Muri shinjû: Nihon no natsu
“I think that our only route to freedom and our only route to pleasure can come after we have first recognized that freedom and pleasure are not possible in this world.”–Nagisa Ôshima
DIRECTED BY: Nagisa Ôshima
FEATURING: Keiko Sakurai, Kei Satô, Masakazu Tamura, Taiji Tonoyama
PLOT: An oversexed eighteen-year old girl wanders a city looking for a man to sleep with her—any man. She takes up with a strange, reserved older army deserter, but fails to convince him to service her, as he has a death wish and is only interested meeting someone who will kill him. The two are abducted and taken to a compound where outlaws are being recruited to fight in a secret underground war; meanwhile, television reports tell of a foreign sniper killing civilians on the streets, driving all of Japan to hide in their homes.
- Disappointed by the timidity of the Japanese studio system and the political controversy surrounding his 1960 movie Night and Fog in Japan, Nagisa Ôshima formed his own production company in 1965. Japanese Summer: Double Suicide was one of the baker’s dozen of self-produced films he directed between 1965 and 1972, and the first one to indulge in wall-to-wall surrealism.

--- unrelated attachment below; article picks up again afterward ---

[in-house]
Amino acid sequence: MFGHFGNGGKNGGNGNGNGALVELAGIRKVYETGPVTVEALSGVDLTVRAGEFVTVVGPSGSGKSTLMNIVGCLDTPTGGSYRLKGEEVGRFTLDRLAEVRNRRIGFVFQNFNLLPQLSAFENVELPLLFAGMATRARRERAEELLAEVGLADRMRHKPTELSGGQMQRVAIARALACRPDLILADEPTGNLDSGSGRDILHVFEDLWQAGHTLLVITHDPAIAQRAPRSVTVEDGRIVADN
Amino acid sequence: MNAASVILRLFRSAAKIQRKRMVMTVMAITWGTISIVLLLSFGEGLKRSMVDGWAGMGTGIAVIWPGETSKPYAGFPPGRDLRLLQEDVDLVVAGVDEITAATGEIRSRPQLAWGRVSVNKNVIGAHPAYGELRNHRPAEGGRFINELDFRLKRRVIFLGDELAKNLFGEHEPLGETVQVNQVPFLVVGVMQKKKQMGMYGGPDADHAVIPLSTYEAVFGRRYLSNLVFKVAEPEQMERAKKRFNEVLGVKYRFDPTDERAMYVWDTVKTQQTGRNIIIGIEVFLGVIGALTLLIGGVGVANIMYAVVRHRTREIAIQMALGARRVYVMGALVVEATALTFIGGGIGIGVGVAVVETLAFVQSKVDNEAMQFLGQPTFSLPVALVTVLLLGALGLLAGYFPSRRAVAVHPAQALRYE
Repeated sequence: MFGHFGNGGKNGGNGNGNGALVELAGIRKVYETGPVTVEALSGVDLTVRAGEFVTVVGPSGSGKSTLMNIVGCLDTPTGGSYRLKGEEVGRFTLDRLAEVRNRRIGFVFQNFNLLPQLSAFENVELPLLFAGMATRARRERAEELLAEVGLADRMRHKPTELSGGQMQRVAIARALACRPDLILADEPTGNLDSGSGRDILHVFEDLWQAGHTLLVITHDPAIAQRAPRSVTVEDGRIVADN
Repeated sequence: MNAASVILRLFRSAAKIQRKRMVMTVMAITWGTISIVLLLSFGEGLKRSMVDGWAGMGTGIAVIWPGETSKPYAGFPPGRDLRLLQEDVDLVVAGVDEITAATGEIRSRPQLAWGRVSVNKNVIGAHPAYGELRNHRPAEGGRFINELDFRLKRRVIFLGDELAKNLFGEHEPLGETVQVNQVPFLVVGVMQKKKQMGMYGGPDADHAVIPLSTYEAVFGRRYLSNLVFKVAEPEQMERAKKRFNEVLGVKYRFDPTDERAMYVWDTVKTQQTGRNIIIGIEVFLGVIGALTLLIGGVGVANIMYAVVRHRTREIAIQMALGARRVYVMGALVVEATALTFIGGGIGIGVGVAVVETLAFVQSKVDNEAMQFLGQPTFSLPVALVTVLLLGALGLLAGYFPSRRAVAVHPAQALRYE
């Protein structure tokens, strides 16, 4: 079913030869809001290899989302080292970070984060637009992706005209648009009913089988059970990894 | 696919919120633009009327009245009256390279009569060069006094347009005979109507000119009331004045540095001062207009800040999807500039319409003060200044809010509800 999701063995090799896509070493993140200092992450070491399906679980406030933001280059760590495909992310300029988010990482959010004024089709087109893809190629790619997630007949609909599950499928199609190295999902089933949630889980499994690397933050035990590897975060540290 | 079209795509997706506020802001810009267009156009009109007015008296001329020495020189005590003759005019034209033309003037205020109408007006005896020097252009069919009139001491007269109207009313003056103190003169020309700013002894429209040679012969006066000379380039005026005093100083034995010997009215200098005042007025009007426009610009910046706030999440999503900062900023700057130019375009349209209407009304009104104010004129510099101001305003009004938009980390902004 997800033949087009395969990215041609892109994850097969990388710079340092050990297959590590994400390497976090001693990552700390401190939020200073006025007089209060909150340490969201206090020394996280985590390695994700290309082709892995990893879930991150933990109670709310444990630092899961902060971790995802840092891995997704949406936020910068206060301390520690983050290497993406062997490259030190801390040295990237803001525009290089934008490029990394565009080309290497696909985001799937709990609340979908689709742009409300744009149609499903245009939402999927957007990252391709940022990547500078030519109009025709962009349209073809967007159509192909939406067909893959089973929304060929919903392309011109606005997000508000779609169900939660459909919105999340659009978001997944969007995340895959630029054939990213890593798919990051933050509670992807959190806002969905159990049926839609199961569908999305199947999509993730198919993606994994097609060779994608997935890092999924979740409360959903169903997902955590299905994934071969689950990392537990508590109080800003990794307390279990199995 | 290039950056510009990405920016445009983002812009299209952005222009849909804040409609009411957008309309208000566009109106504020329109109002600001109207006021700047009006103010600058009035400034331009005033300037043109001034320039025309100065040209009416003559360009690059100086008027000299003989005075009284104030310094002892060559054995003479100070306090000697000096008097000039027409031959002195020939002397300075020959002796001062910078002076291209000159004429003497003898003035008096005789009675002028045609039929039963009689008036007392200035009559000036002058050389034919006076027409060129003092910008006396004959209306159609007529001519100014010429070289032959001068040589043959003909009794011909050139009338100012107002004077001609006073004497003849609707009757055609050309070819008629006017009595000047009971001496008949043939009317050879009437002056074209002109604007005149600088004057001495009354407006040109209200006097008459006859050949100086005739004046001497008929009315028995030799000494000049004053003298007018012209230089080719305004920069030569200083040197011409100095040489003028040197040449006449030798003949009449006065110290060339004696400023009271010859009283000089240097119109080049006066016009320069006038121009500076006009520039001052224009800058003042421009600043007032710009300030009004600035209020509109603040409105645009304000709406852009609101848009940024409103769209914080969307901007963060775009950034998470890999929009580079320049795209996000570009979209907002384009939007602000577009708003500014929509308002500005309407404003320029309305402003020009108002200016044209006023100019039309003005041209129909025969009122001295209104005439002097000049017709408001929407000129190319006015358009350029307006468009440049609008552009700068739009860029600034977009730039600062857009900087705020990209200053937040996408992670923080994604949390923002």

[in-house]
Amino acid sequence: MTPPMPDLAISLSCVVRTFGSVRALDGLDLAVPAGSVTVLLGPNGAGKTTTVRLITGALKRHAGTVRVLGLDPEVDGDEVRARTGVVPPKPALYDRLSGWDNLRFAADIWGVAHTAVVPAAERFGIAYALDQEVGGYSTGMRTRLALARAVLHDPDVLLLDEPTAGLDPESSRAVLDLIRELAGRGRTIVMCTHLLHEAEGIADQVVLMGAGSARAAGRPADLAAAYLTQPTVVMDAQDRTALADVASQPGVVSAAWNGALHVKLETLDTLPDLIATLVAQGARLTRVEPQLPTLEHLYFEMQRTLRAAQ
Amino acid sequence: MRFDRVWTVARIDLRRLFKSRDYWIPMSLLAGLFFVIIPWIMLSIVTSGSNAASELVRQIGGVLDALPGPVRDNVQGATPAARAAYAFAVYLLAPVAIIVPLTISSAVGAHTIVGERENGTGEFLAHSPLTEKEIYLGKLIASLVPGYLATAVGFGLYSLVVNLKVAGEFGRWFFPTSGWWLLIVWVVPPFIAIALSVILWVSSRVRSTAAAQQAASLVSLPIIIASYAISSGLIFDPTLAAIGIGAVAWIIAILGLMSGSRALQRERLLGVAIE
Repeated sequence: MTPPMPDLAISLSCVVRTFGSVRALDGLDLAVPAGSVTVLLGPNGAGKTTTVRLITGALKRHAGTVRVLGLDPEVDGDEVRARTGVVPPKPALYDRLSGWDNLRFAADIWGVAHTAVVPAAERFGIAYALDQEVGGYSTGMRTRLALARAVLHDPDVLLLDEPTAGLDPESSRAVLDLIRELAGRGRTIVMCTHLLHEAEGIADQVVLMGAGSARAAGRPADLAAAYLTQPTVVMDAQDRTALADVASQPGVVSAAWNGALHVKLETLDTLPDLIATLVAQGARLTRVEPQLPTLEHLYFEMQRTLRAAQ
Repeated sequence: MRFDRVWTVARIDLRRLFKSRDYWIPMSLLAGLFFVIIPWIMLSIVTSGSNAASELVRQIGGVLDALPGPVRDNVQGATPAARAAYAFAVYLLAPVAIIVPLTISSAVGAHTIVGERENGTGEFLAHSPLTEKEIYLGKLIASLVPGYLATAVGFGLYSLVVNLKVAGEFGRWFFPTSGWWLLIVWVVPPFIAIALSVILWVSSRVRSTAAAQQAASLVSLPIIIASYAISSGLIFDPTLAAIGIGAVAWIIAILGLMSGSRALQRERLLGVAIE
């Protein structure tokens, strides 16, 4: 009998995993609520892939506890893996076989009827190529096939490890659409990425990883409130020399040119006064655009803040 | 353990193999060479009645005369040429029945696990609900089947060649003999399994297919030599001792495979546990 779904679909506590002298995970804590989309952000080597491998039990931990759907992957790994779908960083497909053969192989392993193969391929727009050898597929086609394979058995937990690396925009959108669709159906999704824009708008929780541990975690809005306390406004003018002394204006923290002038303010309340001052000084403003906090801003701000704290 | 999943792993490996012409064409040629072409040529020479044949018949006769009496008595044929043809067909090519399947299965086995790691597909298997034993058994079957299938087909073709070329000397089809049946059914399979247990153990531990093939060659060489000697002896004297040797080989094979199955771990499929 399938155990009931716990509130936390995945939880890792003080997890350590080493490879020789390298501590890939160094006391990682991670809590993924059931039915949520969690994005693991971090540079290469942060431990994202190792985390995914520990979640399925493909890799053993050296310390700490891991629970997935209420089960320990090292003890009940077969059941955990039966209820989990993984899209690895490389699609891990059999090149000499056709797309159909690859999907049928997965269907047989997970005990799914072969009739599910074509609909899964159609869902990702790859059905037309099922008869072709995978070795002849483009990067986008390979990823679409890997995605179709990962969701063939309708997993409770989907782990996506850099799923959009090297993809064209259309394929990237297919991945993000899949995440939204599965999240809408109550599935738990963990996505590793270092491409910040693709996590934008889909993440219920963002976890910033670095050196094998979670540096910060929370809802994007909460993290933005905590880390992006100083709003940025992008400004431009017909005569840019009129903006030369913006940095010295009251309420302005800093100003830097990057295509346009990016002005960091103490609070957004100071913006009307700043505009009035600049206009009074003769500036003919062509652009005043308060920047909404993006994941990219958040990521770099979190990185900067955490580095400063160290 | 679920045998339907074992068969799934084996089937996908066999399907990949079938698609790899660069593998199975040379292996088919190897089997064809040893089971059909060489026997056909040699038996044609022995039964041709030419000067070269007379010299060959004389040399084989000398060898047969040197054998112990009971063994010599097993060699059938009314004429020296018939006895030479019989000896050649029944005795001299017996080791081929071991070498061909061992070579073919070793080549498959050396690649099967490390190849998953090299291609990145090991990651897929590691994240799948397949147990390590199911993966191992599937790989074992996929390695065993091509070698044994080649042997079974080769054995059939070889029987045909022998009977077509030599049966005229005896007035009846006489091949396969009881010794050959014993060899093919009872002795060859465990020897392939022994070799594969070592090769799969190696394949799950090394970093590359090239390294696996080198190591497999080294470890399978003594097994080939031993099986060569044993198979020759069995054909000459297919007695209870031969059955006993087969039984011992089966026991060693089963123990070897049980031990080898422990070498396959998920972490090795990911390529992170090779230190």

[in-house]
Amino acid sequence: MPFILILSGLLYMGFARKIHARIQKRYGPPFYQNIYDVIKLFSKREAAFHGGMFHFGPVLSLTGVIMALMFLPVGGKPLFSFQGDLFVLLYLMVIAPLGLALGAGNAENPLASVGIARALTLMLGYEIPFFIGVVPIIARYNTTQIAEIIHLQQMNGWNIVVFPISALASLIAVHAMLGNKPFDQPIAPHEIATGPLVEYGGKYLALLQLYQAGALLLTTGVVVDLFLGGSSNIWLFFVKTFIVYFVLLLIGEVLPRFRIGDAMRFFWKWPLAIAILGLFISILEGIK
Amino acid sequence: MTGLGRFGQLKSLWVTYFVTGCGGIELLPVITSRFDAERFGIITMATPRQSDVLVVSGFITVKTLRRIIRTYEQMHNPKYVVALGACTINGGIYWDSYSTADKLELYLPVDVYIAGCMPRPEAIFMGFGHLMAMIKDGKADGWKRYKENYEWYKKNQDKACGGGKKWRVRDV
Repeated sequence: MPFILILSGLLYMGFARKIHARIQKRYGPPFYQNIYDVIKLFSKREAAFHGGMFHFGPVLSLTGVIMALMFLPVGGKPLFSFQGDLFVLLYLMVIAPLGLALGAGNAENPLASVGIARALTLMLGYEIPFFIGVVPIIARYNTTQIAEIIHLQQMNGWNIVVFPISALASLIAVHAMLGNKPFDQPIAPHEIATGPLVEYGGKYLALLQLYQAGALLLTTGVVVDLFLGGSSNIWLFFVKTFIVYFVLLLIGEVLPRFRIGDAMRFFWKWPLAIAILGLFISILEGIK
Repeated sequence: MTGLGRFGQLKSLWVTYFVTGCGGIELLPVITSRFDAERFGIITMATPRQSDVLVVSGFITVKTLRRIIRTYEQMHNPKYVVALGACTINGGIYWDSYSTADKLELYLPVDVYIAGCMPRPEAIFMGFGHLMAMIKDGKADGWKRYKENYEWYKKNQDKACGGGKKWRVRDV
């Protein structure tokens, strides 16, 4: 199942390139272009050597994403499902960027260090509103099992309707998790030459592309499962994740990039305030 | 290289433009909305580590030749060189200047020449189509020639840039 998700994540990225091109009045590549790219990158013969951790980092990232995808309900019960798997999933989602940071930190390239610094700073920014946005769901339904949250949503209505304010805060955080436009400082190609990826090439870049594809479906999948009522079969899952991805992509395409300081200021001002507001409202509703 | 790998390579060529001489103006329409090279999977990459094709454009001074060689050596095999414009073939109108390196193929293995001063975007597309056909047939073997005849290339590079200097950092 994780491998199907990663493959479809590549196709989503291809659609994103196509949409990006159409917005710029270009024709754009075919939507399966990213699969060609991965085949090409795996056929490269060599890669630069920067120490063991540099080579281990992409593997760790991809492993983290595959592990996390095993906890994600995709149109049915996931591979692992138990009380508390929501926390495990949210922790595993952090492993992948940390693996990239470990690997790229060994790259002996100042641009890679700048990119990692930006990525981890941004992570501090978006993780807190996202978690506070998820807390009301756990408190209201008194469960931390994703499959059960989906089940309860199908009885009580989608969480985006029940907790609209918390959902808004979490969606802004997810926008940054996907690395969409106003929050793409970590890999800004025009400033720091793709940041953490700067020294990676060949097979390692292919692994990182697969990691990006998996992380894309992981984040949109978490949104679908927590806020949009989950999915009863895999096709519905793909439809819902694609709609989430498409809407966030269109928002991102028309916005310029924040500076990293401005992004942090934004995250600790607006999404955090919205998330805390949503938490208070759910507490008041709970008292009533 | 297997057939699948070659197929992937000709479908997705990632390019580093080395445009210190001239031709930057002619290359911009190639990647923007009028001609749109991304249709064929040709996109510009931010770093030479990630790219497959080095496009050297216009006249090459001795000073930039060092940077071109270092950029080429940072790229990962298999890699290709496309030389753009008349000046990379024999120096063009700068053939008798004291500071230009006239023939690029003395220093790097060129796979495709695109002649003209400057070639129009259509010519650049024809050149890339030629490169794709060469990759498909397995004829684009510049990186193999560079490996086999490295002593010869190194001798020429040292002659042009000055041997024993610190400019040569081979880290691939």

- Stars Keiko Sakurai and Kei Satô also appeared in Nagisa Ôshima’s next film, Death by Hanging, which was Sakurai’s only other acting credit.
- Ôshima would go on to cult success in the West with his sexually explicit provocation In the Realm of the Senses (1976), and with Merry Christmas, Mr. Lawrence (1983) starring .
- This feature should not be confused with Masahiro Shinoda‘s 1969 arthouse hit Double Suicide, a fourth-wall breaking adaptation of an 18th century Japanese play about doomed lovers. Although entirely unrelated, Shinoda‘s film is worth seeing in its own right.
INDELIBLE IMAGE: In what just might be a bit of symbolic foreshadowing, the two main characters lie down on top chalk outlines around which, moments ago, reverent monks had been circling and chanting. (Curiously, the outlines are sketched on what should be a busy four-lane highway, yet there is no traffic).
THREE WEIRD THINGS: Virgin nympho; deserted highways; “a Japanese Dallas”
WHAT MAKES IT WEIRD: Starring a nympho who can’t get laid and a suicidal man who can’t get killed, Ôshima’s surrealistic Sixties satire carves out a unique space somewhere between a ian joke and an extended zen koan.
Original trailer for Japanese Summer: Double Suicide
COMMENTS: When our on-the-make nymphomaniac meets the Continue reading 224. JAPANESE SUMMER: DOUBLE SUICIDE (1967)